McNett's animal prints aren't just rooted in the kinesis of the animals, however. One of my favorite examples of his work was a multi-media parade float he designed for Jeffrey Deitch's Art Parade (an interesting, fun, and, at times, wildly uneven moving gallery show, featuring performance art, music, dance, and rolling installations. Google it, eh?), in which he revised the story of Fenris to include the wolf-god's resurrection-all depicted via a combination of sculpture, masks, dancers, and musicians.
And it's in projects like this that it seems McNett's work is at its most powerful; it also goes back to my diatribe about pastiche-he's appropriated part of an extant mythology and made it his own, completing it in a way somehow more amenable to his themes of struggle, renewal (often through violence), and, eventually, the triumph of life despite one's awareness of death.
FF: There's also a thread of myth that runs through a lot of your work. Tell me about that.
DM: I was really drawn to the Norse folklore because of the rich characters and imagery that is conjured up when reading it. battles, magic, monsters, giants, gods, adventure. The Resurrection of Fenris-all of that was based on Norse mythology, which I think is amazing. I pulled a character called Fenris that was a giant wolf who slayed Odin during Ragnarok, the battle of battles-the battle of the gods and giants. Fenris was killed by Odin's son, who took revenge on him by tearing his jaws apart after finding his father dead. Well, I had Fenris's sister Hel resurrect Fenris for that parade.
I've always had an obsession with wolves and Fenris, being a giant wolf, naturally pulled me in. Fenris was bound by the gods for fear that one day he would try to destroy them. From what I read/or the way I read it he was just a large strong wolf that hadn't done anything to any of the gods. Now I know it wasn't the point of the story for me to feel compassion for the wolf for being misunderstood, but I could not help being excited when I continued to read and Fenris escapes the bonds he was tricked into by the gods and destroys the one responsible for oppressing him. It seemed like Odin had it coming. In a 15 year old kind of way I viewed Fenris as a strong, beautiful misfit kind of character shunned and punished for being different, alive, strong, etc... And because I didn't like the ending where Fenris was killed and the gods maintained power (which becomes very Christian influenced) I changed it or continued it, rather, by having his sister Hel resurrect him and raise an army from her realm Hell/Hel (which I made up for the parade). To me it was like all the strong beautiful different characters rising up against their oppressors, the people in power, the gods.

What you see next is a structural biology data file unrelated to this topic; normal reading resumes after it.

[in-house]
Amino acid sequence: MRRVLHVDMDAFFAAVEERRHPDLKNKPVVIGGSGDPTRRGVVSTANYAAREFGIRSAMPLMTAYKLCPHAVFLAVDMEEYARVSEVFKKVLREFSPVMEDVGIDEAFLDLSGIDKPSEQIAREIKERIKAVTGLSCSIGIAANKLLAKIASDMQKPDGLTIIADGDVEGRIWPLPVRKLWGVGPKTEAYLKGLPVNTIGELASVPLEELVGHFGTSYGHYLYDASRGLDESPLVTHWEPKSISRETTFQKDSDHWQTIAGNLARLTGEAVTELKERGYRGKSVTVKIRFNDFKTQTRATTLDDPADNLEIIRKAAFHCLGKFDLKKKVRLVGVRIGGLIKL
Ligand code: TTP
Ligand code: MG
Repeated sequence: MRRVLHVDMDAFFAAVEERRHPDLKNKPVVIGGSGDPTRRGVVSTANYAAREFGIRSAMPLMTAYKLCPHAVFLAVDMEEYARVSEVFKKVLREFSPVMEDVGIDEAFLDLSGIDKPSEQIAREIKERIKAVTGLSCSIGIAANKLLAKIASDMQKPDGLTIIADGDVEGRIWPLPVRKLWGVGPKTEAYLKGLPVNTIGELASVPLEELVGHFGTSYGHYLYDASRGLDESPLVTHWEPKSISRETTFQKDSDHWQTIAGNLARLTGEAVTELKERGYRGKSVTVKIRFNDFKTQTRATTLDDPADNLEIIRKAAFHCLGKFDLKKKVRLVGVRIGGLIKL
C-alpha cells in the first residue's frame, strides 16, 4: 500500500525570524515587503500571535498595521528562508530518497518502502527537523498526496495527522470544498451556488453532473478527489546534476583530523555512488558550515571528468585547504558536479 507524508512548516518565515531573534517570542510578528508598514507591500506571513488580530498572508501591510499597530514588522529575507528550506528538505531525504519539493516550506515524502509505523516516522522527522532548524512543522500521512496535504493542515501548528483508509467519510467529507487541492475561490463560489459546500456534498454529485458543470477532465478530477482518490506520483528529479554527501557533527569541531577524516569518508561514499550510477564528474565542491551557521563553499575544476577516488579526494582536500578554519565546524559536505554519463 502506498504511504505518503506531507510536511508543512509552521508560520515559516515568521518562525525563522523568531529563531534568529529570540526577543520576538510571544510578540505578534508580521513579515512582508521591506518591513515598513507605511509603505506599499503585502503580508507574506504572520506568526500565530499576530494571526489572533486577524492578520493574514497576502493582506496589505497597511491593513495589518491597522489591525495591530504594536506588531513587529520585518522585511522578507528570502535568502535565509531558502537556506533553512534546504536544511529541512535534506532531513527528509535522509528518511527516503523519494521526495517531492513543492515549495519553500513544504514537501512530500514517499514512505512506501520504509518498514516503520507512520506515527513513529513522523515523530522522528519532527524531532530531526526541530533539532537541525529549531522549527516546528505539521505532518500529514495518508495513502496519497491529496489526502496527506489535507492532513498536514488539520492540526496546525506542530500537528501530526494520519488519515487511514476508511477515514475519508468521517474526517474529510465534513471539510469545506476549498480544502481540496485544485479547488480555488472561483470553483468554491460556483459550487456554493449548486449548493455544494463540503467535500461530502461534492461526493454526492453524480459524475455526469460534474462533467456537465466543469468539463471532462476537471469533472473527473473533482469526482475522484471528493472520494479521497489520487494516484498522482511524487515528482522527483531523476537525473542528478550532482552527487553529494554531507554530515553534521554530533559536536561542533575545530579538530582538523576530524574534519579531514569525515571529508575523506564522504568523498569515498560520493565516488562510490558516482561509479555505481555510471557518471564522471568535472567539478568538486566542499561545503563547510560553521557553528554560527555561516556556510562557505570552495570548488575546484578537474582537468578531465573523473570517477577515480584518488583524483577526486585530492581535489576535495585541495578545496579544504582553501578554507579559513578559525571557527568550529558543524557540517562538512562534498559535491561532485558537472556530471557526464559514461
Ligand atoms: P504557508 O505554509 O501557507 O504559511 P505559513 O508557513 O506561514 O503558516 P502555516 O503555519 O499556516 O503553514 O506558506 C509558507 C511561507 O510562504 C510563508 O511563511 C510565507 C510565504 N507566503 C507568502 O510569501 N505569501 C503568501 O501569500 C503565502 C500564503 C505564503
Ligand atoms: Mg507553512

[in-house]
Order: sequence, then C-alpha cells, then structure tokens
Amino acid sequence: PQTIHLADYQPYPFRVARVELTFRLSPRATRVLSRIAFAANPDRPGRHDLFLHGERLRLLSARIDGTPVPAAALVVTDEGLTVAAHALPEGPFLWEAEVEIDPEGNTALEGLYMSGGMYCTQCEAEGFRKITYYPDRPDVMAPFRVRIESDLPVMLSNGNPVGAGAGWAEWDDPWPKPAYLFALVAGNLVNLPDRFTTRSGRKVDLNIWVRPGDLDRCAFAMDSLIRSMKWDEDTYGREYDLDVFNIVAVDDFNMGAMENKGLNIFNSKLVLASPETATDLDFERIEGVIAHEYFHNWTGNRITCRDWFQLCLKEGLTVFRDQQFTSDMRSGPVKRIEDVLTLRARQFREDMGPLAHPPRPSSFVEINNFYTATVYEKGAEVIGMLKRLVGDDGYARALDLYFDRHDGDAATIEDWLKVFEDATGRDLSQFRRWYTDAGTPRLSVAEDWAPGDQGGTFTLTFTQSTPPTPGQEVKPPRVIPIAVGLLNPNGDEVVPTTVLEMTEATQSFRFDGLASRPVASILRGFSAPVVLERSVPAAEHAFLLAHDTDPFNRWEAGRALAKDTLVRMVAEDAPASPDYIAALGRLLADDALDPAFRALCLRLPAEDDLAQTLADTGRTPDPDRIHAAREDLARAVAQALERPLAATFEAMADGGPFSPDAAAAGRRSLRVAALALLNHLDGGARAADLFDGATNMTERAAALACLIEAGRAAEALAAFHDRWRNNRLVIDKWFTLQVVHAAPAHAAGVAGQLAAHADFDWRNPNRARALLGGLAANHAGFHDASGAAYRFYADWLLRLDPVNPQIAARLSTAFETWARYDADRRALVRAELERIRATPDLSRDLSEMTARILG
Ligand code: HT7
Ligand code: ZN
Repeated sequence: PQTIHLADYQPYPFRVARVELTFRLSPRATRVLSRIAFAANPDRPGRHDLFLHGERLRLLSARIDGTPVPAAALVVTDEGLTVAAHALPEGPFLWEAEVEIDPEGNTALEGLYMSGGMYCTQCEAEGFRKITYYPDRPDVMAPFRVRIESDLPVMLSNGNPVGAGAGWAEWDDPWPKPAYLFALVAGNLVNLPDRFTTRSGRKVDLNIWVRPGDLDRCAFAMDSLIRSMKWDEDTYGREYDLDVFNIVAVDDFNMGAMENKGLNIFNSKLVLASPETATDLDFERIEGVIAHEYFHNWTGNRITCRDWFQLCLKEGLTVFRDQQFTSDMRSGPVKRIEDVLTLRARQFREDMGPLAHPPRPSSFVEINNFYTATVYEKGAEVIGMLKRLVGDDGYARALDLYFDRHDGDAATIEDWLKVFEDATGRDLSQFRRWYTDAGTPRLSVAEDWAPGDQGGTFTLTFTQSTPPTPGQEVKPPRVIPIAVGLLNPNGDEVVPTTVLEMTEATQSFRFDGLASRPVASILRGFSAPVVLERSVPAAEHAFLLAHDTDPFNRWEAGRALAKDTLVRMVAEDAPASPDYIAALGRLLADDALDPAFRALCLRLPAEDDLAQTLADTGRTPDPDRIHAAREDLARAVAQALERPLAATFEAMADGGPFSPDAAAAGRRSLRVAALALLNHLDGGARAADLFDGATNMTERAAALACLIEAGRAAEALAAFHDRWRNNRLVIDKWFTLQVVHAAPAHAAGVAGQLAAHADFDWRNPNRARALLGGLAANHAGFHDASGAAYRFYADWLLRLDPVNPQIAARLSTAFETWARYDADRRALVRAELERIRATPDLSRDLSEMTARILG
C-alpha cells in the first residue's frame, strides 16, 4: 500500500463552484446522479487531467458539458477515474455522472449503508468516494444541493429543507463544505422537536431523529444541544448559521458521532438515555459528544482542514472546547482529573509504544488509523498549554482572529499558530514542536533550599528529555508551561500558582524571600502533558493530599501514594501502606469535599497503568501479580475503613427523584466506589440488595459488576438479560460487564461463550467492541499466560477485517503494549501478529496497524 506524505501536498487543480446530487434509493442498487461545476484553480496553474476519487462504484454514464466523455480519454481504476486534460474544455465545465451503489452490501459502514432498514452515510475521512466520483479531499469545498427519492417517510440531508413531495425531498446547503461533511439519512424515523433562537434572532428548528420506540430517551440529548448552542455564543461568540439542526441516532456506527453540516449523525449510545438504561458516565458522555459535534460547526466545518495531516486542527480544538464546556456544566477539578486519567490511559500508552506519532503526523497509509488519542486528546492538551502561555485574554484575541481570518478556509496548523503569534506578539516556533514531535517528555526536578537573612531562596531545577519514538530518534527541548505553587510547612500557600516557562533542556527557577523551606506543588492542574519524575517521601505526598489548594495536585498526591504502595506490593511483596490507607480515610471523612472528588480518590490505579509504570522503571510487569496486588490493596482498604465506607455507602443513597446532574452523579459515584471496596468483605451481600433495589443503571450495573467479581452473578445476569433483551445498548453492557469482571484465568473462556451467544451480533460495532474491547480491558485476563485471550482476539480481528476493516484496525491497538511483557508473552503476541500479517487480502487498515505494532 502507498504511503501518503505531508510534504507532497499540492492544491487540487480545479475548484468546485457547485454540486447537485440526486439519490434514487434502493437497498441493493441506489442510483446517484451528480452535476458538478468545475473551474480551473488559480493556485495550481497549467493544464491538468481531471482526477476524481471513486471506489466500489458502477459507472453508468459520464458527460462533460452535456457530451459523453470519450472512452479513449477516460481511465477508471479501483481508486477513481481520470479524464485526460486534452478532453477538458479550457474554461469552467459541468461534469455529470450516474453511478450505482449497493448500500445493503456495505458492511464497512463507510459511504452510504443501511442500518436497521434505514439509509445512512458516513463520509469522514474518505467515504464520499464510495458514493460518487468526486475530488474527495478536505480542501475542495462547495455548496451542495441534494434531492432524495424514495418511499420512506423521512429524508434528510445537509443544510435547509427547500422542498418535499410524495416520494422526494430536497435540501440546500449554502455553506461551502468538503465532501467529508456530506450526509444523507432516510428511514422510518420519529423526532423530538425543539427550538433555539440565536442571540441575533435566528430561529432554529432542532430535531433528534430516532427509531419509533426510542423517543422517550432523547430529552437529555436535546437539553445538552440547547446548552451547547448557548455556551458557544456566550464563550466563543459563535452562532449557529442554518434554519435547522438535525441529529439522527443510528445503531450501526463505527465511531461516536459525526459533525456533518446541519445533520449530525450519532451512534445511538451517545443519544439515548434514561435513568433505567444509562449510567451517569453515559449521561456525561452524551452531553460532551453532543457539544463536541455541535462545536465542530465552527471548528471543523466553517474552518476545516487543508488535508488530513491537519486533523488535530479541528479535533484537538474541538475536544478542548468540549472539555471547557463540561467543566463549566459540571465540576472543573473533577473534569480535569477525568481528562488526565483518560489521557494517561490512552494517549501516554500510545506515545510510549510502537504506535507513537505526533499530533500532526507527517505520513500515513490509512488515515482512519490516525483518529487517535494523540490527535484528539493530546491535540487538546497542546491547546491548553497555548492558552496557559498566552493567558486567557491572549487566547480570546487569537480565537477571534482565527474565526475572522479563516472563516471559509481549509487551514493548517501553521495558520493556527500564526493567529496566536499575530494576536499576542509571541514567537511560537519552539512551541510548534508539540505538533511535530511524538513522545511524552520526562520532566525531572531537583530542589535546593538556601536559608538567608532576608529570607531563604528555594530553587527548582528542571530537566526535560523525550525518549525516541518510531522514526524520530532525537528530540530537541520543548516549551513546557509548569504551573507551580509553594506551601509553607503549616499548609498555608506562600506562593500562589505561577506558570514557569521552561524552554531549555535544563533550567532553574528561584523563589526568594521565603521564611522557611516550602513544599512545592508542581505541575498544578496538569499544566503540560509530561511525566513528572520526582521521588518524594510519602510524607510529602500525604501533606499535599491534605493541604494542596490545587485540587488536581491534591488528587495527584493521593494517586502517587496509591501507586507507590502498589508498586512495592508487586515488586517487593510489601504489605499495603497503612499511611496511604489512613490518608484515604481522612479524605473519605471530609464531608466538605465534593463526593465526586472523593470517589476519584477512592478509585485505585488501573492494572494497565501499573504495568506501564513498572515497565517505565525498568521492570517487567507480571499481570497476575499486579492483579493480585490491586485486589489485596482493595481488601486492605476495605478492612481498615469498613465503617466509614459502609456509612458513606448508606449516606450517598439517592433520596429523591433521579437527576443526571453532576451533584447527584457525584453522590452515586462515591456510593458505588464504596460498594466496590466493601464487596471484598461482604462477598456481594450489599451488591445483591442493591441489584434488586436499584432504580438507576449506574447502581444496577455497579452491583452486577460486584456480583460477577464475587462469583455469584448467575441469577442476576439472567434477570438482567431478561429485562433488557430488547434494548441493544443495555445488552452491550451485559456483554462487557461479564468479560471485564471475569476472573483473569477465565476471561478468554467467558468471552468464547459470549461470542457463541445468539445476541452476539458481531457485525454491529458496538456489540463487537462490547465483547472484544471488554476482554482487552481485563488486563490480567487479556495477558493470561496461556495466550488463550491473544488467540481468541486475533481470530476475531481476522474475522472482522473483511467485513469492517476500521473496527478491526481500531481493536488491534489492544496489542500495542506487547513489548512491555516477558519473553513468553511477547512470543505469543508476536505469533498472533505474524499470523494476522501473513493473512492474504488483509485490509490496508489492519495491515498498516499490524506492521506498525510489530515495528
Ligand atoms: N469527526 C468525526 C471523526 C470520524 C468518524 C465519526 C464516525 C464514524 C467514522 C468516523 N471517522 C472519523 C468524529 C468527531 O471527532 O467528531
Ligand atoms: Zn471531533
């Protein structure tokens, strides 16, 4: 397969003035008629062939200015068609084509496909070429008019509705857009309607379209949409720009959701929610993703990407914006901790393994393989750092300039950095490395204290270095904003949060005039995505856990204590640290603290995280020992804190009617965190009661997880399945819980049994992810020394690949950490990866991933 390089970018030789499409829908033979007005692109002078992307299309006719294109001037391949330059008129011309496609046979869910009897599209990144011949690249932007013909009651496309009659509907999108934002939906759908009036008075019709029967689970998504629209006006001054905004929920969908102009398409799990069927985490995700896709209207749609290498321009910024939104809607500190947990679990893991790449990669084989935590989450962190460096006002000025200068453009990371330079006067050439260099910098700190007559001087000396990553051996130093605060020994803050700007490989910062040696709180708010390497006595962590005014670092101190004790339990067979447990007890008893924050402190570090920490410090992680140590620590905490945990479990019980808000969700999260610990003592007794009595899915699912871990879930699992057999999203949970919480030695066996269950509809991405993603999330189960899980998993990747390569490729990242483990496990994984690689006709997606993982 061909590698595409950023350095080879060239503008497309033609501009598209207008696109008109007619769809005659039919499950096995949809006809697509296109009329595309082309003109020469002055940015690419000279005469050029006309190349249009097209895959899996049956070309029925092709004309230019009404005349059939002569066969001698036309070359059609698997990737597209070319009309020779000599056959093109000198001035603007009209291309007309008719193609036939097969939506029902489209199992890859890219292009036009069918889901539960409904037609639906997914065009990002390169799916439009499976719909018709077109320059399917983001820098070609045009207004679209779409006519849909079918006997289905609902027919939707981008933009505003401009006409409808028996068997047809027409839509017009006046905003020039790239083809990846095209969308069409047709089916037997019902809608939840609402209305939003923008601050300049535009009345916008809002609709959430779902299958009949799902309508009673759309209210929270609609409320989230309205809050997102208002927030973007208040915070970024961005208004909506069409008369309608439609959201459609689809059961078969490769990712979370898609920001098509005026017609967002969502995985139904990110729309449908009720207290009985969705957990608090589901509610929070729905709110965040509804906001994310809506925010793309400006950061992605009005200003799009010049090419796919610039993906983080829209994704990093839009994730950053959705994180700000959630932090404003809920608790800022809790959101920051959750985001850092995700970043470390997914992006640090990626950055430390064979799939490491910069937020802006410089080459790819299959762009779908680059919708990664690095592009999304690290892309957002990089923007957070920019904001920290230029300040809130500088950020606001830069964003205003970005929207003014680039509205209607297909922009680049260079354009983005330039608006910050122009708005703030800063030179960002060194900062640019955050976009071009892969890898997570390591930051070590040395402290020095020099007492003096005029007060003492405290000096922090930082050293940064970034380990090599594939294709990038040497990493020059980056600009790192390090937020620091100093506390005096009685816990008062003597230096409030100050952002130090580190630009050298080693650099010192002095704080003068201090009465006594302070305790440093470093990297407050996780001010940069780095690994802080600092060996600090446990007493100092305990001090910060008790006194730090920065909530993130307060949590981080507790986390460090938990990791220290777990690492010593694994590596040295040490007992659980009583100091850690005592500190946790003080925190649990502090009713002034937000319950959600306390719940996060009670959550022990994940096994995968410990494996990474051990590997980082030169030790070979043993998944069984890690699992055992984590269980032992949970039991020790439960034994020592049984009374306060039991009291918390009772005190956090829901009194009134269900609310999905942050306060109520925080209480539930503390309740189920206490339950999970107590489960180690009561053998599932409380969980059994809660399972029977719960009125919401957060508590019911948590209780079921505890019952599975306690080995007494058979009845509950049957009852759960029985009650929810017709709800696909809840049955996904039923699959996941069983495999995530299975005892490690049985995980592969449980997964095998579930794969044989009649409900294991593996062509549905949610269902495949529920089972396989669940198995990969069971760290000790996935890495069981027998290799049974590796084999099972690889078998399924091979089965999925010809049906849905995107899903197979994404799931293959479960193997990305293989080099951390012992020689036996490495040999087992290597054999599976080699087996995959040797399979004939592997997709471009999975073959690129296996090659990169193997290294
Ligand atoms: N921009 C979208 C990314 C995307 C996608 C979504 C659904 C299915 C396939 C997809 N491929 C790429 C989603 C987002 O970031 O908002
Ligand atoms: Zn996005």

That project was really fun. I felt like a kid all dressed up in masks, blood and fur pulling a giant wolfbat.
I'm not sure what else to write about Dennis and his art, so I'll shut up and let the work speak for itself. I just suppose that at times I'm more prone to reading into things than is generally good or helpful. Regardless of what anyone chooses to see in McNett's art, I think you can't argue the point that at the very least it's some of the most striking and original stuff being done right now.
I'll leave you with a quote from one of my favorite writers, which may or may not be applicable (you decide):
"I think all story writing is mythological. At least mine is. I'm not really trying to represent what was, but to use what was to gain access to a kind of deeper, more primal, world. [Not] as an attempt to represent the world as it is, but to make another world, totally alternate, that, if we're lucky, has a moral/spiritual resonance with the "actual" world. For example, a Philip Glass symphony is not an attempt to recreate ambient sound. It is understood to be a highly stylized, patterned thing-in-itself, and when we expose ourselves to it, something happens to our heart, and that thing that happens somehow, mysteriously, makes it more pleasurable to be in the world and, I would say, makes us more passionate, aware, and maybe even more kind. Art can then be seen as a kind of inoculation, designed to make our being in the world more rich..." -George Saunders
Several photos here were poached from howlingprint.com, and were taken by Bryce Ward.
written by Fecal Face senior contributor Andreas Trolf - andreas(at)fecalface.com